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Theta activity in neurons and networks of the amygdala related to long-term fear memory


Narayanan,  RT
Max Planck Institute for Biological Cybernetics, Max Planck Society;

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Pape, H., Narayanan, R., Smid J, Stork, O., & Seidenbecher, T. (2005). Theta activity in neurons and networks of the amygdala related to long-term fear memory. Hippocampus, 15(7), 874–880. doi:10.1002/hipo.20120.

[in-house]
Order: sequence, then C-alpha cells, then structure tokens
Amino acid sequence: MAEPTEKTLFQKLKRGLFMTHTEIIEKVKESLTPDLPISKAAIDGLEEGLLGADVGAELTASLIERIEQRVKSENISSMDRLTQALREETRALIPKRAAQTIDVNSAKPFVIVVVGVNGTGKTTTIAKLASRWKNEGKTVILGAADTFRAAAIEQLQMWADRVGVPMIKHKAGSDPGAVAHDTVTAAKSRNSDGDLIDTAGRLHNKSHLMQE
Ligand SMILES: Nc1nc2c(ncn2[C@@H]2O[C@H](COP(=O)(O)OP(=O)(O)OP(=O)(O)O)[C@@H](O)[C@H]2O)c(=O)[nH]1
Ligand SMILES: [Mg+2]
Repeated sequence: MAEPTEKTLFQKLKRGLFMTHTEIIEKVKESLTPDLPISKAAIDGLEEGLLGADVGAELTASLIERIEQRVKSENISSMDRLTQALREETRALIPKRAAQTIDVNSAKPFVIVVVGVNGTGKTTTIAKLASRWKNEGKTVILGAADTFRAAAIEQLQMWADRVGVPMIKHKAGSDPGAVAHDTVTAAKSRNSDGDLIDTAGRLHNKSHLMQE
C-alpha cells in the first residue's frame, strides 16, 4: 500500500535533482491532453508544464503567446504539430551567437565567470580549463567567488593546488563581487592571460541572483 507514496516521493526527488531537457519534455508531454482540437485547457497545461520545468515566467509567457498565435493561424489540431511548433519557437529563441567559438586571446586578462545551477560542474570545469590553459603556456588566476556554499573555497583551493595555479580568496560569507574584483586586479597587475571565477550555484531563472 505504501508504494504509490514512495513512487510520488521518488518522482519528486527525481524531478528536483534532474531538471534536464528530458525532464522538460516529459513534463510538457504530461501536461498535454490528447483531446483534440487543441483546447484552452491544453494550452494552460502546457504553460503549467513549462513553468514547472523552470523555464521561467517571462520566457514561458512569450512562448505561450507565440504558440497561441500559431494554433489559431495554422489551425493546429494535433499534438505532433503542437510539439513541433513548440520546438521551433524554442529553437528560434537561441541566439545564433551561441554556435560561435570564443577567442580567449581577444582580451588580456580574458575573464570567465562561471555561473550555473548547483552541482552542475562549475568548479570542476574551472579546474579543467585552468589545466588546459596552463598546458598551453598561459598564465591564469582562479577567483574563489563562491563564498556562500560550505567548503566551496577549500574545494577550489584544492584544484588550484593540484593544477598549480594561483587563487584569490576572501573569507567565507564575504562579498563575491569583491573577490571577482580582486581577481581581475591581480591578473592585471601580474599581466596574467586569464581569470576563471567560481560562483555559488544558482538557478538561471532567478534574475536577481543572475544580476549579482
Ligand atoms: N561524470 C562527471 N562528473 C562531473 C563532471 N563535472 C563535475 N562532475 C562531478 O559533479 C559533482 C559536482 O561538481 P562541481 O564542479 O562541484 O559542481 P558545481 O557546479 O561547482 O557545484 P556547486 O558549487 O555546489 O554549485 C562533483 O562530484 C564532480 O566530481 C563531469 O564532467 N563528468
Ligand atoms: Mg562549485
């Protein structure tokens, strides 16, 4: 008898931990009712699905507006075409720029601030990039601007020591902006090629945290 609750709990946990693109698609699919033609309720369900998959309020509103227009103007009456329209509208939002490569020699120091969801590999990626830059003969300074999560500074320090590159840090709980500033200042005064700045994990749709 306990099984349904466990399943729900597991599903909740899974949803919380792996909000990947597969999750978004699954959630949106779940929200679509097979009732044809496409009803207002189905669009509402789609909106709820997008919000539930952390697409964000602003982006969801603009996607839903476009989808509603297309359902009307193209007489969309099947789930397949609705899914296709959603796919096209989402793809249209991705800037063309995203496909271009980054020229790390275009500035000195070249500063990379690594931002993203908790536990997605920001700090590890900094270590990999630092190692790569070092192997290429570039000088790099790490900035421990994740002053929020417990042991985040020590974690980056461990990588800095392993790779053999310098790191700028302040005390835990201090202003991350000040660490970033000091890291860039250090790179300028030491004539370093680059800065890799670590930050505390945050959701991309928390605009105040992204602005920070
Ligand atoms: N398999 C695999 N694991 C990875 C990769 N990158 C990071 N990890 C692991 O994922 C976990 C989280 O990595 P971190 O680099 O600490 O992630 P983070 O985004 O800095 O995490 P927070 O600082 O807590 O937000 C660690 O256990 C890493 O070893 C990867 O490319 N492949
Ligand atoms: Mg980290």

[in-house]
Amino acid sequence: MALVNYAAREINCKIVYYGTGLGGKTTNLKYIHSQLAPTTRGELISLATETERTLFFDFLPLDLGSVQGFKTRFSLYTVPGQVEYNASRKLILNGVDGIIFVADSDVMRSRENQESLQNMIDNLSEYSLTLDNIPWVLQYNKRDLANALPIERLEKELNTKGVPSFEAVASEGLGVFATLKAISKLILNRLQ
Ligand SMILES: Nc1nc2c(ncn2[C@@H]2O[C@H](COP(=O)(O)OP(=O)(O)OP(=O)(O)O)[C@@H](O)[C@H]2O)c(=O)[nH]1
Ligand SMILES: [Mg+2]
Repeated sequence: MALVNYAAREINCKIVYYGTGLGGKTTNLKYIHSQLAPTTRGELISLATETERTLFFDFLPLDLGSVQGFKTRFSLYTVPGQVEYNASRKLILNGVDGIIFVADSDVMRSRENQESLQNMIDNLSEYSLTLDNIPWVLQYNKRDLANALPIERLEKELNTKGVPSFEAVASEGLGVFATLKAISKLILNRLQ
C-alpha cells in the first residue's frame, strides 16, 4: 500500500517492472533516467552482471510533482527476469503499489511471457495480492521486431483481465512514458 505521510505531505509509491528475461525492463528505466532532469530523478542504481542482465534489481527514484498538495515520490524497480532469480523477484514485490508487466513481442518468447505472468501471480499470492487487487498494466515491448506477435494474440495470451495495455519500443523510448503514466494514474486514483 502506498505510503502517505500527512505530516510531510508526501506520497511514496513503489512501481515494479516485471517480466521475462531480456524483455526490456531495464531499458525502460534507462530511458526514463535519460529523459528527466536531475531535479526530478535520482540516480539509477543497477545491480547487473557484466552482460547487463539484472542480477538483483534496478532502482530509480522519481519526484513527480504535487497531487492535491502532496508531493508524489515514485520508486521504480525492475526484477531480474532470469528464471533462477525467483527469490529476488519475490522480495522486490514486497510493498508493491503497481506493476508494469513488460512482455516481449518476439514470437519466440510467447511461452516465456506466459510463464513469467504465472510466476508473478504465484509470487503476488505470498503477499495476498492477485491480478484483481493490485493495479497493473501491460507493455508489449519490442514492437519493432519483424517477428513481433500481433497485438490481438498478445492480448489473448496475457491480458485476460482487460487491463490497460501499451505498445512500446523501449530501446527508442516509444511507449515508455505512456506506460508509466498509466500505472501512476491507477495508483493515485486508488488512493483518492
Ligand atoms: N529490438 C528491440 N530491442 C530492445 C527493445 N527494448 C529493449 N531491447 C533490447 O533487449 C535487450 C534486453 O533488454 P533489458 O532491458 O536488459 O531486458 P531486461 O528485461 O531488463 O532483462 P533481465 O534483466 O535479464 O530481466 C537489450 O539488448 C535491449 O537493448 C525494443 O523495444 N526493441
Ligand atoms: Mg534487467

With a combined in vitro/in vivo electrophysiological and behavioral approach, we have correlated conditioned fear behavior to electrophysiological activities in the lateral amygdala and the hippocampal formation in rodents. Data indicate that projection neurons in the lateral amygdala display a continuum of spike patterns including accommodating patterns, regular firing, and oscillatory activity at theta frequencies. The firing pattern is controlled to an important part by the intracellular cAMP system, in that an increase in intracellular cAMP concentration facilitates regular firing and theta oscillations. Oscillatory electrical activity, in turn, provides an important cellular element of synchronized theta activity at 4–8 Hz (indicating atropine-sensitive type 2 theta) occurring in amygdalo-hippocampal pathways during conditioned fear responses. This type of rhythmic network activity is associated with the retrieval of long-term fear memory following cued and contextual fear conditioning, but is not related to the expression of fear behavior per se or to short-term fear memory. Synchronization at theta frequencies is suggested to represent activity in amygdalo-hippocampal pathways associated with system consolidation of fear memory, which is supported by the cholinergic system.